Tuesday, August 9, 2011

Is this the new normal for SOF? (UPDATED)

I'm going to start with a disclaimer: I am not a special operator. In fact, I'm not any kind of operator. I never have been. I don't have any kind of inside knowledge about the way SOF does its business, and you shouldn't take anything I'm going to say here as a suggestion that I do. My angle on this is basically the same as my approach to a range of other military issues: I understand policy and strategy and force structure, and I have a reasonable amount of expertise in the theory, concepts, and authorities that underpin security force assistance. So let's just head this off at the pass: you don't have to come tell me YOU DON'T KNOW DICK ABOUT HOW SPECIAL OPERATORS DO THEIR JOBS IN THE REAL WORLD AND YOU SHOULD JUST STFU!!!11!1 because I'm pretty much already granting you that. So there's that out of the way.

Now then:
A growing number of veteran commandos in Special Operations are rising to top positions in traditional military units and across the national security bureaucracy, reflecting the importance of their specialized training to fight unconventional wars that defined the past decade.
Among the most visible of these appointments were the recent promotions of two Navy Seal commanders to the No. 2 slots at a pair of military regional commands, a historic first.
Vice Adm. Robert S. Harward was named deputy commander of Central Command, the military’s busiest, managing two wars while watching a complex set of partners and rivals across Southwest Asia and the Middle East. Vice Adm. Joseph D. Kernan was named deputy commander of Southern Command, specializing in upgrading the skills of local security forces across Latin America and the Caribbean with the exercise of American influence, or “soft power.”
The intermingling of conventional forces and Special Operations personnel is under way elsewhere, too, reflecting a significant shift in military culture and reshaping not only the armed services but also the executive branch and Capitol Hill.
This according to Thom Shanker and Eric Schmitt in today's New York Times. (It's probably worth noting that Shanker and Schmitt also have a new book out on the role of SOF and intelligence assets in aggressively targeting AQAM.)

Admiral Eric Olson handed over command of U.S. Special Operations Command (USSOCOM) to ADM William McRaven yesterday; both men are SEALs. Olson was the first ever three-star (and eventually four-star) SEAL, and the first SEAL to command SOCOM. McRaven was the first SEAL to command JSOC, SOCOM's most talked-about component. All of which is to say that SEALs are a highly visible, influential presence in the senior ranks of both the special operations community and the broader Joint force in a way they never have been before.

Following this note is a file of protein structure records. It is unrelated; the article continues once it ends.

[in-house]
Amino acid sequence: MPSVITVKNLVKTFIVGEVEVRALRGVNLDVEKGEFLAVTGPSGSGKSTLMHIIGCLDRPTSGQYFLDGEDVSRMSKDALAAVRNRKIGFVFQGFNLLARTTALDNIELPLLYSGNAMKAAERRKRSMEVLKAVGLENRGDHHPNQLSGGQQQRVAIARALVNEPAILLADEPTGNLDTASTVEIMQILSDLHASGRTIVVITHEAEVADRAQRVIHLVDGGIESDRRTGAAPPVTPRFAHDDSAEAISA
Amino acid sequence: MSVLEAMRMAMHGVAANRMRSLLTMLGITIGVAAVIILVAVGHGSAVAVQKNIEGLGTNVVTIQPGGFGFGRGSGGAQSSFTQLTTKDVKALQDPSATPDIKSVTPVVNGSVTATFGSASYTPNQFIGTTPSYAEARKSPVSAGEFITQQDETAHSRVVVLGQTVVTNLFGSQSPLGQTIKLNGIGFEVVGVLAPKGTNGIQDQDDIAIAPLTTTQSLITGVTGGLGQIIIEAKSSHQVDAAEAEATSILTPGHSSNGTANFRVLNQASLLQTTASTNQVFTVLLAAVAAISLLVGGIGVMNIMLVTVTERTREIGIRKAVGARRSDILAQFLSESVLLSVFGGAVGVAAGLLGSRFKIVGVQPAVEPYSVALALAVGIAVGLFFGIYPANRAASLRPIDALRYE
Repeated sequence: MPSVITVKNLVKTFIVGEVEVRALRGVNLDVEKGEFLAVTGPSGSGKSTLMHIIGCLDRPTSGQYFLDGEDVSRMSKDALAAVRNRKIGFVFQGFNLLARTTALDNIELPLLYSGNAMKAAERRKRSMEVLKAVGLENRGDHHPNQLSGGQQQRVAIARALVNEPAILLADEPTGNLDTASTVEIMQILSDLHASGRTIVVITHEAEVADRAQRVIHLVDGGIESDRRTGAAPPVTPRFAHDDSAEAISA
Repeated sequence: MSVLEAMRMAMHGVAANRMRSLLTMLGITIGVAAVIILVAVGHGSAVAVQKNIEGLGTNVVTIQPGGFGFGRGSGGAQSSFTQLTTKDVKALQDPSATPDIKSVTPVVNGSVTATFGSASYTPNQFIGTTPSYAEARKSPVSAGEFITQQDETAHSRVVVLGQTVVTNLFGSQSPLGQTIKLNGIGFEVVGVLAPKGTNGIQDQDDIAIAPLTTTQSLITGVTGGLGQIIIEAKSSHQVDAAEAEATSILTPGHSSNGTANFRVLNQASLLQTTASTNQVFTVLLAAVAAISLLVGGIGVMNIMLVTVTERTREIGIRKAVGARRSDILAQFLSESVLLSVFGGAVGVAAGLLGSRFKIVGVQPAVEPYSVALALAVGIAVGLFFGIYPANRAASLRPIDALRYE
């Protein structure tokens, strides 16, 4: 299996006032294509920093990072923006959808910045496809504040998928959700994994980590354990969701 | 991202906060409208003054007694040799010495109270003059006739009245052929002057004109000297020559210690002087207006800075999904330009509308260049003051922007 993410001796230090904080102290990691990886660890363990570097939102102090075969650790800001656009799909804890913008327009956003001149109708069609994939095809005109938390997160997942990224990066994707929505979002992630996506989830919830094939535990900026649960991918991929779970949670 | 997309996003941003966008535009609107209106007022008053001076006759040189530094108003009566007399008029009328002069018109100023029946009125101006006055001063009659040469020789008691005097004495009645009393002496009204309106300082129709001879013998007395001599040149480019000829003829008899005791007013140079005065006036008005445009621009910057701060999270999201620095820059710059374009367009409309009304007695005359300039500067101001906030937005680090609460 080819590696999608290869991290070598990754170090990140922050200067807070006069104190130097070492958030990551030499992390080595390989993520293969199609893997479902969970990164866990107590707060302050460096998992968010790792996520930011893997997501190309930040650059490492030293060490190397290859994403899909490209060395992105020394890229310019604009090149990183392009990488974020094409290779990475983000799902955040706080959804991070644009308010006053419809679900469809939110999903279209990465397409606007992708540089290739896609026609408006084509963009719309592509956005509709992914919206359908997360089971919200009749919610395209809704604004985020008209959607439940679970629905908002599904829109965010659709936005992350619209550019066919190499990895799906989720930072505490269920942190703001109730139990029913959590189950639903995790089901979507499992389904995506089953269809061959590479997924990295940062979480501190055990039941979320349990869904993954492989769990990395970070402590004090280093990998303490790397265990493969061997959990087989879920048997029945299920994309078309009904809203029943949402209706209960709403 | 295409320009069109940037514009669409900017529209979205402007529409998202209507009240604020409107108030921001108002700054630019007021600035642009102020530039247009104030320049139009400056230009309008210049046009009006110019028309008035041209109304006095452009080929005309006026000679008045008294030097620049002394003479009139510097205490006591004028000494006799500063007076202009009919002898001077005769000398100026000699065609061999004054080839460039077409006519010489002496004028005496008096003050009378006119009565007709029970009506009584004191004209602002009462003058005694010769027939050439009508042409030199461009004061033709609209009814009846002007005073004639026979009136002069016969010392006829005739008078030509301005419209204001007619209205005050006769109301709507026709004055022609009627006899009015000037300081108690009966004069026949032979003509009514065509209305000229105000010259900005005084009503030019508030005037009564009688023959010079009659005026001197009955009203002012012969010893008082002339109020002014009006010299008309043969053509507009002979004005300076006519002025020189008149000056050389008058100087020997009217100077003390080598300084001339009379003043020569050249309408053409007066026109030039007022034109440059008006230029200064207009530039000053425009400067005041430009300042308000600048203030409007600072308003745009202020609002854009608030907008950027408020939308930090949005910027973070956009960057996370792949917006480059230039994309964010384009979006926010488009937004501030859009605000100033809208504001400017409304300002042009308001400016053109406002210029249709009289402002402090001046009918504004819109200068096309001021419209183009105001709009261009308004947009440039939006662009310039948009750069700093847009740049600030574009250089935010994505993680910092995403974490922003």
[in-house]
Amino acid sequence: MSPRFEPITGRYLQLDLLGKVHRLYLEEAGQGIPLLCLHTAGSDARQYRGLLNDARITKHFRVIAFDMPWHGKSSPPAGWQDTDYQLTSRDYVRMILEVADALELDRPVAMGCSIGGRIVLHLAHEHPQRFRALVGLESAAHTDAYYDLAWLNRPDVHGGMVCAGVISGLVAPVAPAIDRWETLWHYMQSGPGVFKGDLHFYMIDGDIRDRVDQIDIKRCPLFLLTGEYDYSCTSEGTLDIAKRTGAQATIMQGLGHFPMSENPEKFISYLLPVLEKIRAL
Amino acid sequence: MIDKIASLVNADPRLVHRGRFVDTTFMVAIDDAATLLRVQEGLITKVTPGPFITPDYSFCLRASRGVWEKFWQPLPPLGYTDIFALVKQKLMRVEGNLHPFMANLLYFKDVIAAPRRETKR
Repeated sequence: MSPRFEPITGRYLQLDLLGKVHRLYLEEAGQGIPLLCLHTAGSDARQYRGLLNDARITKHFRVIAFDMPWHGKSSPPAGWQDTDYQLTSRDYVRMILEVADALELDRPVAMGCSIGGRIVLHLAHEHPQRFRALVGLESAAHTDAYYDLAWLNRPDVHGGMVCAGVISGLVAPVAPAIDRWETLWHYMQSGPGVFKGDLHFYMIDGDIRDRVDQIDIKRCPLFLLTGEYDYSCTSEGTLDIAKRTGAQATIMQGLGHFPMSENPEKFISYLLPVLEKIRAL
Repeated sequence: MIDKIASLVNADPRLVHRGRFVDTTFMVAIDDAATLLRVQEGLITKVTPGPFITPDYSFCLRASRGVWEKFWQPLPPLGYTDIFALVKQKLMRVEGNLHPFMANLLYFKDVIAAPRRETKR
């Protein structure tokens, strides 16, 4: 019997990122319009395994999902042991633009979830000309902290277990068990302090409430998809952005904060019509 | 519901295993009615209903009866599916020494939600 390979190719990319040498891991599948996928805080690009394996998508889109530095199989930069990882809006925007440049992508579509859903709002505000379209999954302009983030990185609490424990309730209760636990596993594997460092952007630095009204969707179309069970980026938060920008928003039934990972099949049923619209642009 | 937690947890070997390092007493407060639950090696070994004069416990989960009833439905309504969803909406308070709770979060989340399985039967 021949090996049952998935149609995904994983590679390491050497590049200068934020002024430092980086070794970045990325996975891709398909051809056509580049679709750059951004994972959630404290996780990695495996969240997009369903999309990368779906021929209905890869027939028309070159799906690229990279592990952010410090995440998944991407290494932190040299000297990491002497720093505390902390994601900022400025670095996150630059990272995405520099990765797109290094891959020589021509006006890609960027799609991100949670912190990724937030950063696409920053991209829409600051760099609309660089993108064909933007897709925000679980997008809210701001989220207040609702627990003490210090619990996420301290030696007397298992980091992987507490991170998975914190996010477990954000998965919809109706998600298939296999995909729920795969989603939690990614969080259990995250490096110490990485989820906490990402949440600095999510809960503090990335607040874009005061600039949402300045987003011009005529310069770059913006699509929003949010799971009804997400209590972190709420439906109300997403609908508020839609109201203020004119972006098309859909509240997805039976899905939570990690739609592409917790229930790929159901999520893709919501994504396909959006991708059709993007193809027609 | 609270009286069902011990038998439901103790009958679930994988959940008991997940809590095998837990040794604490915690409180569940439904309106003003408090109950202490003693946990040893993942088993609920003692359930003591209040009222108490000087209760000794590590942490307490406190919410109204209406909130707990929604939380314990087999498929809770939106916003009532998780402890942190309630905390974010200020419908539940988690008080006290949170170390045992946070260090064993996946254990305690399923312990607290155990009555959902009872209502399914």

SEALs have been in the press a lot lately, of course: the raid that killed Osama bin Laden and the tragedy of last weekend's downed Chinook have ensured that both the sacrifices and the excellence of Naval special operators are front of the national mind. It's exactly this centrality to current operations that has made possible the increasing policy influence of the individuals cited above: in a war that is largely irregular, who better to help integrate special operations with those conducted by conventional military forces than representatives of the units whose statutory responsibility includes direct action, unconventional warfare, foreign internal defense, and a range of other irregular tasks? The geographic combatant commands' "Phase 0" peacetime engagements and post-conflict activities have a great deal in common with the main elements of the SOF mission, so this seems like a sensible move. Shanker and Schmitt are right to emphasize the unique experience of special operators in dealing not just with other military officers, but integrating operations with representatives from across the interagency and partner militaries. This is surely a useful skill for flag and general officers at a combatant command, and it's something SOF guys have been doing for their entire careers. Here's an instructive snip from the Army's SOF field manual:
ARSOF missions are normally joint or interagency in nature. ARSOF can conduct these missions unilaterally, with allied forces, as a coalition force, or with indigenous or surrogate assets. Mission priorities vary from theater to theater. ARSOF missions are dynamic because they are directly affected by politico-military considerations. A change in national security strategy or policy may add, delete, or radically alter the nature of an ARSOF mission.
Special operators are Chuck Krulak's real "strategic corporals" fighting the "three block war," and this serves them well at the policy-oriented higher reaches of the combatant commands.